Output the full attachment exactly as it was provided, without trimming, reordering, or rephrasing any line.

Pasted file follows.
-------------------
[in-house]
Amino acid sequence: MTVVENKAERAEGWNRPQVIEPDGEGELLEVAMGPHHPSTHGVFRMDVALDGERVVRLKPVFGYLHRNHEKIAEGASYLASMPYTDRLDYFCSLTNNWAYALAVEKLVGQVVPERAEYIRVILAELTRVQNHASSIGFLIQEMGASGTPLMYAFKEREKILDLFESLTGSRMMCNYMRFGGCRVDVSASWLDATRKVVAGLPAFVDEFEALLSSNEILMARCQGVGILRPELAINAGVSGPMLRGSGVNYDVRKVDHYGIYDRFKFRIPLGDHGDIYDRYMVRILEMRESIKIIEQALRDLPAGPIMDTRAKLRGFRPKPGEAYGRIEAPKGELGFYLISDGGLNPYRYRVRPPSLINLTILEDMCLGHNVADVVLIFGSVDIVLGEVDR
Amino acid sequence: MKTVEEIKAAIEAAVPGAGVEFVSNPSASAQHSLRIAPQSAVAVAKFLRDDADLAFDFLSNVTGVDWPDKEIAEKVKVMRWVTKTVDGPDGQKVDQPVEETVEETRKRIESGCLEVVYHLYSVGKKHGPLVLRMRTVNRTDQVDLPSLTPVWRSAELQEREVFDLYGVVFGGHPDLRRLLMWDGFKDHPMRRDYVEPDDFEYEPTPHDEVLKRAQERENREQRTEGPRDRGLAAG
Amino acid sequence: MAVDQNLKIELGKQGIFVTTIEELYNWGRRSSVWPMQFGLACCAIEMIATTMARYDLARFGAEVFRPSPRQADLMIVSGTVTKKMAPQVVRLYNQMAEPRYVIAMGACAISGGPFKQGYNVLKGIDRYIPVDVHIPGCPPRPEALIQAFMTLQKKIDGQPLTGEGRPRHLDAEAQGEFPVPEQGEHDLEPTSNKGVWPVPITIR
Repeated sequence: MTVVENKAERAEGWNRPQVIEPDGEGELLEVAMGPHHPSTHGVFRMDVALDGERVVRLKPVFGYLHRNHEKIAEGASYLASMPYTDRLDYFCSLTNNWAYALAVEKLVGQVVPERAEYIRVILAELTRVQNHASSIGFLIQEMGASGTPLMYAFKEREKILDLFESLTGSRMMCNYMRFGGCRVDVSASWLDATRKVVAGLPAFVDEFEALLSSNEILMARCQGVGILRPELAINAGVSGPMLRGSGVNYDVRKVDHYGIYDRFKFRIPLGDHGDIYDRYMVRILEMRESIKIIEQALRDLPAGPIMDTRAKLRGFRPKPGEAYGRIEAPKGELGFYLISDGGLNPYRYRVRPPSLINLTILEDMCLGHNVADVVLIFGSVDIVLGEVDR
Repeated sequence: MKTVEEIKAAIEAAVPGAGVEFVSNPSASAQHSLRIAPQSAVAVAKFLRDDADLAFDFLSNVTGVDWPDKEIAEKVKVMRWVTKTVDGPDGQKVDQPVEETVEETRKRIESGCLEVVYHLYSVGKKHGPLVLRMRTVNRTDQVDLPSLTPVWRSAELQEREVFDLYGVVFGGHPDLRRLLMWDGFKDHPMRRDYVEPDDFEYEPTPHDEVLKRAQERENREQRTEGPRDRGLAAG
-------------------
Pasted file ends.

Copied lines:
[in-house]
Amino acid sequence: MTVVENKAERAEGWNRPQVIEPDGEGELLEVAMGPHHPSTHGVFRMDVALDGERVVRLKPVFGYLHRNHEKIAEGASYLASMPYTDRLDYFCSLTNNWAYALAVEKLVGQVVPERAEYIRVILAELTRVQNHASSIGFLIQEMGASGTPLMYAFKEREKILDLFESLTGSRMMCNYMRFGGCRVDVSASWLDATRKVVAGLPAFVDEFEALLSSNEILMARCQGVGILRPELAINAGVSGPMLRGSGVNYDVRKVDHYGIYDRFKFRIPLGDHGDIYDRYMVRILEMRESIKIIEQALRDLPAGPIMDTRAKLRGFRPKPGEAYGRIEAPKGELGFYLISDGGLNPYRYRVRPPSLINLTILEDMCLGHNVADVVLIFGSVDIVLGEVDR
Amino acid sequence: MKTVEEIKAAIEAAVPGAGVEFVSNPSASAQHSLRIAPQSAVAVAKFLRDDADLAFDFLSNVTGVDWPDKEIAEKVKVMRWVTKTVDGPDGQKVDQPVEETVEETRKRIESGCLEVVYHLYSVGKKHGPLVLRMRTVNRTDQVDLPSLTPVWRSAELQEREVFDLYGVVFGGHPDLRRLLMWDGFKDHPMRRDYVEPDDFEYEPTPHDEVLKRAQERENREQRTEGPRDRGLAAG
Amino acid sequence: MAVDQNLKIELGKQGIFVTTIEELYNWGRRSSVWPMQFGLACCAIEMIATTMARYDLARFGAEVFRPSPRQADLMIVSGTVTKKMAPQVVRLYNQMAEPRYVIAMGACAISGGPFKQGYNVLKGIDRYIPVDVHIPGCPPRPEALIQAFMTLQKKIDGQPLTGEGRPRHLDAEAQGEFPVPEQGEHDLEPTSNKGVWPVPITIR
Repeated sequence: MTVVENKAERAEGWNRPQVIEPDGEGELLEVAMGPHHPSTHGVFRMDVALDGERVVRLKPVFGYLHRNHEKIAEGASYLASMPYTDRLDYFCSLTNNWAYALAVEKLVGQVVPERAEYIRVILAELTRVQNHASSIGFLIQEMGASGTPLMYAFKEREKILDLFESLTGSRMMCNYMRFGGCRVDVSASWLDATRKVVAGLPAFVDEFEALLSSNEILMARCQGVGILRPELAINAGVSGPMLRGSGVNYDVRKVDHYGIYDRFKFRIPLGDHGDIYDRYMVRILEMRESIKIIEQALRDLPAGPIMDTRAKLRGFRPKPGEAYGRIEAPKGELGFYLISDGGLNPYRYRVRPPSLINLTILEDMCLGHNVADVVLIFGSVDIVLGEVDR
Repeated sequence: MKTVEEIKAAIEAAVPGAGVEFVSNPSASAQHSLRIAPQSAVAVAKFLRDDADLAFDFLSNVTGVDWPDKEIAEKVKVMRWVTKTVDGPDGQKVDQPVEETVEETRKRIESGCLEVVYHLYSVGKKHGPLVLRMRTVNRTDQVDLPSLTPVWRSAELQEREVFDLYGVVFGGHPDLRRLLMWDGFKDHPMRRDYVEPDDFEYEPTPHDEVLKRAQERENREQRTEGPRDRGLAAG